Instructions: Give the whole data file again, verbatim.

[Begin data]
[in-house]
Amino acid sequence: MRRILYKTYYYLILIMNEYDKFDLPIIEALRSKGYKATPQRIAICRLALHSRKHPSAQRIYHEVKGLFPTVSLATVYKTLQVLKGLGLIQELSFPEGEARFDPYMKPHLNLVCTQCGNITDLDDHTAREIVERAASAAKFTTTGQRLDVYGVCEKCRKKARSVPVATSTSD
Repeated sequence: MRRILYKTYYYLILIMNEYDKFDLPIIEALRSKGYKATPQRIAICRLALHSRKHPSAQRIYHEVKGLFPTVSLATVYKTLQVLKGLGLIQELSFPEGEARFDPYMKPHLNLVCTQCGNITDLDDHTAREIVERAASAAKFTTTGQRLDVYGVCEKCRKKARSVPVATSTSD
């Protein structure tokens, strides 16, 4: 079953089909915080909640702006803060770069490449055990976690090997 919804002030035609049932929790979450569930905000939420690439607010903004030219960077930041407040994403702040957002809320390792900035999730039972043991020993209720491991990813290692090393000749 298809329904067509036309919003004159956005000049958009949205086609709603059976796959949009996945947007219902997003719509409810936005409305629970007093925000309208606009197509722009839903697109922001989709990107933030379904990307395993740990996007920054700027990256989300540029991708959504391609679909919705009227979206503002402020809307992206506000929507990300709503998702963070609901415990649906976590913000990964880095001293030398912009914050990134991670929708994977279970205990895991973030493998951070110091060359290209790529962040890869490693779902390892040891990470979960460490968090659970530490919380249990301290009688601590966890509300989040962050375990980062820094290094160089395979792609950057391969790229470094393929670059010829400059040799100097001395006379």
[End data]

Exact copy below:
[in-house]
Amino acid sequence: MRRILYKTYYYLILIMNEYDKFDLPIIEALRSKGYKATPQRIAICRLALHSRKHPSAQRIYHEVKGLFPTVSLATVYKTLQVLKGLGLIQELSFPEGEARFDPYMKPHLNLVCTQCGNITDLDDHTAREIVERAASAAKFTTTGQRLDVYGVCEKCRKKARSVPVATSTSD
Repeated sequence: MRRILYKTYYYLILIMNEYDKFDLPIIEALRSKGYKATPQRIAICRLALHSRKHPSAQRIYHEVKGLFPTVSLATVYKTLQVLKGLGLIQELSFPEGEARFDPYMKPHLNLVCTQCGNITDLDDHTAREIVERAASAAKFTTTGQRLDVYGVCEKCRKKARSVPVATSTSD
């Protein structure tokens, strides 16, 4: 079953089909915080909640702006803060770069490449055990976690090997 919804002030035609049932929790979450569930905000939420690439607010903004030219960077930041407040994403702040957002809320390792900035999730039972043991020993209720491991990813290692090393000749 298809329904067509036309919003004159956005000049958009949205086609709603059976796959949009996945947007219902997003719509409810936005409305629970007093925000309208606009197509722009839903697109922001989709990107933030379904990307395993740990996007920054700027990256989300540029991708959504391609679909919705009227979206503002402020809307992206506000929507990300709503998702963070609901415990649906976590913000990964880095001293030398912009914050990134991670929708994977279970205990895991973030493998951070110091060359290209790529962040890869490693779902390892040891990470979960460490968090659970530490919380249990301290009688601590966890509300989040962050375990980062820094290094160089395979792609950057391969790229470094393929670059010829400059040799100097001395006379």